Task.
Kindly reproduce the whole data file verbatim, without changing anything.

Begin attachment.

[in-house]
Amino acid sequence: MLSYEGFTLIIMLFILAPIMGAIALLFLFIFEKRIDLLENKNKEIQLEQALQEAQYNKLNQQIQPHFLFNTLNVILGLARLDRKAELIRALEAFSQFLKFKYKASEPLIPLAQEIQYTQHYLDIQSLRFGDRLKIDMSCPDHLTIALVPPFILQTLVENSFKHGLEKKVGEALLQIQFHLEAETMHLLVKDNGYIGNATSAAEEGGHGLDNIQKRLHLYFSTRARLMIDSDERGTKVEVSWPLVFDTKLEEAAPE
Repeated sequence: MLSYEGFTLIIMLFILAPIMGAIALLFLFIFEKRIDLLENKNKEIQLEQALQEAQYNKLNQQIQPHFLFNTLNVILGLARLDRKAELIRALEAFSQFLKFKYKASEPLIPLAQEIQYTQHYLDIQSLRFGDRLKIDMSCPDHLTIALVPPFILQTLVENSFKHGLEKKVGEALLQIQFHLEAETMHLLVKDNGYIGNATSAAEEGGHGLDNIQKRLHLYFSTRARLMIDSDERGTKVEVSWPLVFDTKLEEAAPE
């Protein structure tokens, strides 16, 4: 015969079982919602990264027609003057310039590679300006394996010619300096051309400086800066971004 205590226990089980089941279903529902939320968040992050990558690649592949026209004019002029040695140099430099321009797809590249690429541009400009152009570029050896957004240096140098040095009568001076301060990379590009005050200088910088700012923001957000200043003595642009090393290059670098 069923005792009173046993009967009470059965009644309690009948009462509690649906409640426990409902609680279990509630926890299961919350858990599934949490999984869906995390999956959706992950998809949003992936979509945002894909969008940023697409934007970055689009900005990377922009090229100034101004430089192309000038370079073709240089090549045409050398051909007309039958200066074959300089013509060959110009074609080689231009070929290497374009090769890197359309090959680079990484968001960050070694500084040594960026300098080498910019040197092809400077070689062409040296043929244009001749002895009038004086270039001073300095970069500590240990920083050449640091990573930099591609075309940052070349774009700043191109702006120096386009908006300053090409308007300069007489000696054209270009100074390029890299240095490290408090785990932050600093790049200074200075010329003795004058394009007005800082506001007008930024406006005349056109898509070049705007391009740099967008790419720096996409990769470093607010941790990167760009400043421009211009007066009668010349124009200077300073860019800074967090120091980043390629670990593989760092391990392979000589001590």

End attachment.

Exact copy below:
[in-house]
Amino acid sequence: MLSYEGFTLIIMLFILAPIMGAIALLFLFIFEKRIDLLENKNKEIQLEQALQEAQYNKLNQQIQPHFLFNTLNVILGLARLDRKAELIRALEAFSQFLKFKYKASEPLIPLAQEIQYTQHYLDIQSLRFGDRLKIDMSCPDHLTIALVPPFILQTLVENSFKHGLEKKVGEALLQIQFHLEAETMHLLVKDNGYIGNATSAAEEGGHGLDNIQKRLHLYFSTRARLMIDSDERGTKVEVSWPLVFDTKLEEAAPE
Repeated sequence: MLSYEGFTLIIMLFILAPIMGAIALLFLFIFEKRIDLLENKNKEIQLEQALQEAQYNKLNQQIQPHFLFNTLNVILGLARLDRKAELIRALEAFSQFLKFKYKASEPLIPLAQEIQYTQHYLDIQSLRFGDRLKIDMSCPDHLTIALVPPFILQTLVENSFKHGLEKKVGEALLQIQFHLEAETMHLLVKDNGYIGNATSAAEEGGHGLDNIQKRLHLYFSTRARLMIDSDERGTKVEVSWPLVFDTKLEEAAPE
């Protein structure tokens, strides 16, 4: 015969079982919602990264027609003057310039590679300006394996010619300096051309400086800066971004 205590226990089980089941279903529902939320968040992050990558690649592949026209004019002029040695140099430099321009797809590249690429541009400009152009570029050896957004240096140098040095009568001076301060990379590009005050200088910088700012923001957000200043003595642009090393290059670098 069923005792009173046993009967009470059965009644309690009948009462509690649906409640426990409902609680279990509630926890299961919350858990599934949490999984869906995390999956959706992950998809949003992936979509945002894909969008940023697409934007970055689009900005990377922009090229100034101004430089192309000038370079073709240089090549045409050398051909007309039958200066074959300089013509060959110009074609080689231009070929290497374009090769890197359309090959680079990484968001960050070694500084040594960026300098080498910019040197092809400077070689062409040296043929244009001749002895009038004086270039001073300095970069500590240990920083050449640091990573930099591609075309940052070349774009700043191109702006120096386009908006300053090409308007300069007489000696054209270009100074390029890299240095490290408090785990932050600093790049200074200075010329003795004058394009007005800082506001007008930024406006005349056109898509070049705007391009740099967008790419720096996409990769470093607010941790990167760009400043421009211009007066009668010349124009200077300073860019800074967090120091980043390629670990593989760092391990392979000589001590």